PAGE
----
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GPs must email patients instead of sending letters, says Hancock

GPs must send patients emails rather than letters, says health secretary Matt Hancock.

Speaking at an NHS England conference today, Mr Hancock said email must replace letters, arguing they are just as secure but also cheaper than communicating through paper and fax machines.

Clinicians should email patients directly with appointment information to reduce delays and cut wastage, he said.

This comes as part of the health secretary's digital vision for the NHS, which was heavily promoted in the NHS long-term plan.

NHS organisations will be able to use 'any secure email provider – not just NHSMail – if it meets the required security settings', according to the Department of Health and Social Care.

This will allow NHS organisations to 'choose the best service for their needs' and will encourage email providers to 'innovate', it added.

In his speech, Mr Hanock said: 'Our mission now is to make it as easy as possible for GPs to communicate safely and securely with their patients and colleagues.

'There is no reason why a doctor cannot email a patient confidentially, for example with their test results or prescription, rather than make them wait days for a letter or ask them to come into the surgery. The rest of the world runs on email – and the NHS should too.'

In December last year, Mr Hancock announced fax machines would be phased out of the NHS, meaning that trusts can no longer buy them through the NHS supply chain.

As of last year, NHS trusts owned over 8,000 fax machines. Mr Hancock has instructed the NHS to be fax-free by 31 March 2020.

 

Readers' comments (24)

  • Dear Mr Hancock
    Go and f**k yourself
    (No doubt you will have an app for that.)

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  • could do worse than to ensure we are able to do it before saying we must!
    We are only allowed to email to patients with secure NHS.net email addresses!!!
    and only if they agree.
    so we can't.
    anyway, GMC says we mustn't!

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  • today just seen a patient i referred by email and the out patient clinic she went to see could find no record of the email, even though we clearly sent it, had same issue last week for another referral. yesterday i gave a patient a paper copy of her recent test results to take with her to her clinic appt so i knew that the consultant would have the information they needed. this happens on a regular basis. computer systems regularly crash - as they did this weekend for 3 days. so no i won't be stopping using paper letters and fax machines for now till i get a 100% guarantee the system actually works. agree with alan totally. How dare anyone tell us how to do our job who has never worked in the NHS.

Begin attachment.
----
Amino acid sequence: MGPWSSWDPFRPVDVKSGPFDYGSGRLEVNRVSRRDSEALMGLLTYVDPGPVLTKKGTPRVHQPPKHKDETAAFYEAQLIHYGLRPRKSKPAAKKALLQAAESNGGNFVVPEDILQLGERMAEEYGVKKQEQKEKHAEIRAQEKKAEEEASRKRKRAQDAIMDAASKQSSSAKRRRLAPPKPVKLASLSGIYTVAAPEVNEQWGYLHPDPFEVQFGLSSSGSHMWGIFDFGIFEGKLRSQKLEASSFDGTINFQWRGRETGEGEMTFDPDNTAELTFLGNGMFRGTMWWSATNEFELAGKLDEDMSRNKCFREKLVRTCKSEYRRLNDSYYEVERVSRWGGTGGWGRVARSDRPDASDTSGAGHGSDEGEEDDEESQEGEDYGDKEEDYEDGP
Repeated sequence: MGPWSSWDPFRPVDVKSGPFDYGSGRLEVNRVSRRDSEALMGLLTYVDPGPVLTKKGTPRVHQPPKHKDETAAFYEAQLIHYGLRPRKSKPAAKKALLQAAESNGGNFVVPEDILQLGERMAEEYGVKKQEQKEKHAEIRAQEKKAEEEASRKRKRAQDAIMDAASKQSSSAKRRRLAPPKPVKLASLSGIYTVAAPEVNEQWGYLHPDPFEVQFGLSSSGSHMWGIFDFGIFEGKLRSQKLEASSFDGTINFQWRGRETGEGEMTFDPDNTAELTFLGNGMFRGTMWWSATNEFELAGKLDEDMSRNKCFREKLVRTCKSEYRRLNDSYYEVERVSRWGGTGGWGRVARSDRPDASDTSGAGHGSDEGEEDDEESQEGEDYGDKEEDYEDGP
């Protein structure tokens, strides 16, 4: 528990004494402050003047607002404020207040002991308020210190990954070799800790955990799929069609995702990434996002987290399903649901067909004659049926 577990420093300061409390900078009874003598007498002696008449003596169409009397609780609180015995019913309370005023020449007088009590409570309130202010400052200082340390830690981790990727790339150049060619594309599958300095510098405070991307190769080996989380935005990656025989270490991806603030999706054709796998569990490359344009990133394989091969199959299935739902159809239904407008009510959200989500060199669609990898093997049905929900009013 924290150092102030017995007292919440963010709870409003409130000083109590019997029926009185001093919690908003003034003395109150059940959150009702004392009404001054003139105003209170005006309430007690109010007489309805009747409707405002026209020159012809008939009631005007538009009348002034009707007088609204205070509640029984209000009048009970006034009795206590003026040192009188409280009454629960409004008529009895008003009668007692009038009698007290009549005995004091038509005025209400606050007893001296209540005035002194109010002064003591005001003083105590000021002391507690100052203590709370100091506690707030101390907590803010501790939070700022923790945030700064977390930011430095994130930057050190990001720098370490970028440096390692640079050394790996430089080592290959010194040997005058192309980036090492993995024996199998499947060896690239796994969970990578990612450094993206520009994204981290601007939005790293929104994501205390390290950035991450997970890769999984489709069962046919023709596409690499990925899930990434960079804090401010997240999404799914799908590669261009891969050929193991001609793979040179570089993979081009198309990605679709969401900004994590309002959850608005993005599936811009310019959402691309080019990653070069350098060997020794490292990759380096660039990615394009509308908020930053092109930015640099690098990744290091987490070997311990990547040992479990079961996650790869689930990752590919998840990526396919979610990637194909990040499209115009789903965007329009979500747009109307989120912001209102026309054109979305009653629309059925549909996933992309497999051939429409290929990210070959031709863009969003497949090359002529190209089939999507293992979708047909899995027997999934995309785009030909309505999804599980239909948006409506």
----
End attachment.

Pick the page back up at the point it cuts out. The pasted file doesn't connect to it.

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  • Vinci Ho

    Keep sending in your ‘robust’ opinions on this matter. I am sure there are many ‘friends’ of the Health Secretary monitoring on this platform right now .

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  • |d in vadar | Locum GP|14 Feb 2019 1:19pm

    lol don't be naïve. they could try and do it by diktat, and if that doesn't wash, they'll incentivise it. e.g. those surgeries that adopt it get paid a few extra quid. And some will fall for it. Entirely justifiable and appropriate use of taxpayer funds of course (NOT!). But that's what you get with state intervention/socialised..... :)

    Angus, or anyone else, still arguing for MORE state intervention, higher taxation, increased government spending???

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  • We all are Christopher!
    Again slightly off topic!
    Clearly Hancock has no inkling how general practice works!

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  • Then you're a fool, DrDeath. If you don't want the state to govern how GP works, then you can't have the state funding it.

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  • Ah, Christopher my old friend. You know- if you actually worked in this country I might value your opinion.

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  • Alan Almond spot on.

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  • Angus, I do. And I value yours, cos its so easy to destroy it.

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